« 52 Albums, Week 27: Sleep No More (The Comsat Angels) | Main | 52 Albums, Week 28: Floating Into the Night (Julee Cruise) »

07/10/2017

Comments

Feed You can follow this conversation by subscribing to the comment feed for this post.

As I said in my 52 authors post on Tolkien, I, like Mac, don't much care for most of the backstory books. There are a few exceptions. This is what I said in 52 authors:

Much of Tolkien’s vision is dark—as dark as any modern novel, but never without some hint of far-off possibility of redemption. One of his darkest works is The Children of Hurin in which the self-will of a gifted man with a sense of high purpose and destiny leads to greater and greater tragedy that brings woe to everyone he encounters. There’s not much light in this one. The need for human redemption is written very large in much of Tolkien’s work.
I would recommend this book highly, unless you are struggling to get out of a deep depression.

I just got a little more interested in the backstory stuff, but I don't know how far it will go.

Here is Robert's excellent 52 Authors piece:

http://www.lightondarkwater.com/2015/03/52-authors-week-12-tolkien.html

I've never read Tolkien, simply because I don't "get" elves and suchlike -- never have, not even as a kid; obviously something defective in me :). But I was just reading about the romance of Tolkien and his wife Edith and that captivates me. They were both orphans and lodgers in the same boarding house, where he fell with love with her when he was 16 and she was 19; they married eight years later. The characters of Beren and Lúthien are based on them, and those names are inscribed under their own on their shared gravestone. All simply lovely.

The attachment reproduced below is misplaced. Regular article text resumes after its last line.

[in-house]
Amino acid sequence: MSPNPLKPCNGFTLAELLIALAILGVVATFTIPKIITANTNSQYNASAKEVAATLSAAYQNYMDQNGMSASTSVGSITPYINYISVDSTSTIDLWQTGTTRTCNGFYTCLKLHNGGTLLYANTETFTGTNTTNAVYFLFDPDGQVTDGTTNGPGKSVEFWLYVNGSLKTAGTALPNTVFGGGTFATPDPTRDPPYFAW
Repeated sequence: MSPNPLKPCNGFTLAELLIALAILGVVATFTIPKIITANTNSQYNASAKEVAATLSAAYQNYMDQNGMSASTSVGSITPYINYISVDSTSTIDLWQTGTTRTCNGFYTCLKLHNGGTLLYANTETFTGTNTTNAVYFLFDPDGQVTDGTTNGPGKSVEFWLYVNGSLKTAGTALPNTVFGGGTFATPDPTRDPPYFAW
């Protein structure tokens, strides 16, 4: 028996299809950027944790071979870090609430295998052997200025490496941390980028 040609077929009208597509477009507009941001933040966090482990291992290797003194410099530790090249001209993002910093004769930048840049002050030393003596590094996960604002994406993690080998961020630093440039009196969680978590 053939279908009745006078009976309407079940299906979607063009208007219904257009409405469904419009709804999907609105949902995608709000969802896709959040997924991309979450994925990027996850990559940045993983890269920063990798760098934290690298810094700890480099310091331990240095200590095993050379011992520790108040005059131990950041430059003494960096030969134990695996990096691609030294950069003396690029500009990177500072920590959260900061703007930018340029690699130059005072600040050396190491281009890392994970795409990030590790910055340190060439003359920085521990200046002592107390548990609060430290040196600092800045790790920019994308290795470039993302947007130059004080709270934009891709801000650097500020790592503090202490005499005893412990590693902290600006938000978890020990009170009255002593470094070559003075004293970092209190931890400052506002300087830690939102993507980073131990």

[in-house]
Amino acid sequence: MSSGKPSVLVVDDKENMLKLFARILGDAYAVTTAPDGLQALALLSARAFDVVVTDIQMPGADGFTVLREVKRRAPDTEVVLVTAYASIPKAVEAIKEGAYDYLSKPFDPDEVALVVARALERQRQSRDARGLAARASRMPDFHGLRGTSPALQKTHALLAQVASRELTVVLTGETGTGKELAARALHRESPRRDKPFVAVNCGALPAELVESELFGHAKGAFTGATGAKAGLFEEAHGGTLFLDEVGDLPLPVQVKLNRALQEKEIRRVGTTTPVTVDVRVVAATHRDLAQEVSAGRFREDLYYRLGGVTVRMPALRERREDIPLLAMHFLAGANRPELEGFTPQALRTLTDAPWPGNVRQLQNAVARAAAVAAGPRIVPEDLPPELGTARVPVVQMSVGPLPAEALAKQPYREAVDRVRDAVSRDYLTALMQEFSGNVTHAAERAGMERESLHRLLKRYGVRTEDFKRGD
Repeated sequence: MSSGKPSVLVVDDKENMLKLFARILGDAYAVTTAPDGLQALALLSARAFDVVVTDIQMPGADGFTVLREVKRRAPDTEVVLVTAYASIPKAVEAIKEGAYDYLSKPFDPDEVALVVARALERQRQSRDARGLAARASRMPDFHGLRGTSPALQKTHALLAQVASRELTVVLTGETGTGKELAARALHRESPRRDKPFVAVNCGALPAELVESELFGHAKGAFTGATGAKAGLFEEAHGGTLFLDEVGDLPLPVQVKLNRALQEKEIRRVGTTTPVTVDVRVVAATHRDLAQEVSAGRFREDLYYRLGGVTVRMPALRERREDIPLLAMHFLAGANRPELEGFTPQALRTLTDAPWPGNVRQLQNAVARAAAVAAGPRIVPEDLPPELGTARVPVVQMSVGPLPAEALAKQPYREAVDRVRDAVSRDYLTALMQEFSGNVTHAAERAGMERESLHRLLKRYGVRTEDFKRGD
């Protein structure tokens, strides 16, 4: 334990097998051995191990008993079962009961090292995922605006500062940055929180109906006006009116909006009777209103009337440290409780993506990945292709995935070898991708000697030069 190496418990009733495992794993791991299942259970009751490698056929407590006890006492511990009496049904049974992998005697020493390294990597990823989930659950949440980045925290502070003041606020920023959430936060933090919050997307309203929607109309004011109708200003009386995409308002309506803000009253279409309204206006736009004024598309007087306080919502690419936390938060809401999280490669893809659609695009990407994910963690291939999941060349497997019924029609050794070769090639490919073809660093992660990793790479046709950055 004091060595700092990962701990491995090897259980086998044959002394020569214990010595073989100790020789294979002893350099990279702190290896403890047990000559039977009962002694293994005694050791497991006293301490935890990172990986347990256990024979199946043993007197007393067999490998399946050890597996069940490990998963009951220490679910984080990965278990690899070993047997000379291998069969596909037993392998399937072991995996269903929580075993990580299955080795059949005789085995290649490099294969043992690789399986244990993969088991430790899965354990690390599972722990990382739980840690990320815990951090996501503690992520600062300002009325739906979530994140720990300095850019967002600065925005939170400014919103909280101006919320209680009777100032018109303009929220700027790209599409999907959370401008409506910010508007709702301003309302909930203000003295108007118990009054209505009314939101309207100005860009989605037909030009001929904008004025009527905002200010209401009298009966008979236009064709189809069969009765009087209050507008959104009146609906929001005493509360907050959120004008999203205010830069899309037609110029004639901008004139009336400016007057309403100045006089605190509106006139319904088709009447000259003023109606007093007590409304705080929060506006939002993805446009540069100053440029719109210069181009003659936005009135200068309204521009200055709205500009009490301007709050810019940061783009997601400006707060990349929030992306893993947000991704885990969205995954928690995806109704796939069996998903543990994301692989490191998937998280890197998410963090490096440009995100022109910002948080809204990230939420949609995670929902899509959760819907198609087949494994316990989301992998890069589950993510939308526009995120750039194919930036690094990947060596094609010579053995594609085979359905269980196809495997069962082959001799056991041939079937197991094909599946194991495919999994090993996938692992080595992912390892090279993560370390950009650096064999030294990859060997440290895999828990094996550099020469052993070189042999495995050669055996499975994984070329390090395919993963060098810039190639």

Yes, he was inspired by watching her dance in a woodland glade. Better than fiction.

I thought I might be able to get B&L from Audible, but no. Then I thought I could get it from the library, so I was in the process of saving it when I realized I have got so many things I have to read that I can't begin to start reading anything else. And then I remembered that I have an overdue book, so I can't reserve anything anyway.

I thought this was a good piece until you accused me of having a mysterious and odd gap in taste.

AMDG

Now, I went out of my way to try to be non-judgmental about that. I mean, what would you think about someone who didn't like coffee?

Yes, the Tolkiens love story is very sweet. He says a little about it in his letters. I seem to remember something about how their early struggles had really bonded them.

B&L is certainly not something of which I'd say "You MUST read this." But I think Tolkien fans would at minimum enjoy it.

I would say, "Why are you always so tired and grouchy?" ;-)

I have struggled so hard to like beer.

That's a beautiful picture. One day I'm just going to leave work, get in my car, drive to the nearest beach and stay there.

AMDG

Until there's a hurricane. Then I'll just ow away.

AMDG

"Ow! Ow! Ow!" as the debris hits you.

Actually I think I had intended to say "or coffee" in that sentence and got distracted or something. Maybe I'd had too much beer.

I'm not sure which is sadder, not liking beer or not liking coffee.

Into each life a little beverage sadness must fall.

However, the good thing about not liking beer is that if I did like beer, I would probably weigh 350 lbs.

AMDG

I don't think Paradise Lost is getting enough love...I recall enjoying that in some college course decades ago!

Not enough love is very apt. It seems that relatively few people really love PL the way they love, for instance, Shakespeare. Though it's not really fair to compare anybody to Shakespeare. Johnson's essay is admiring on the whole, if I remember correctly. But he does have that little reservation.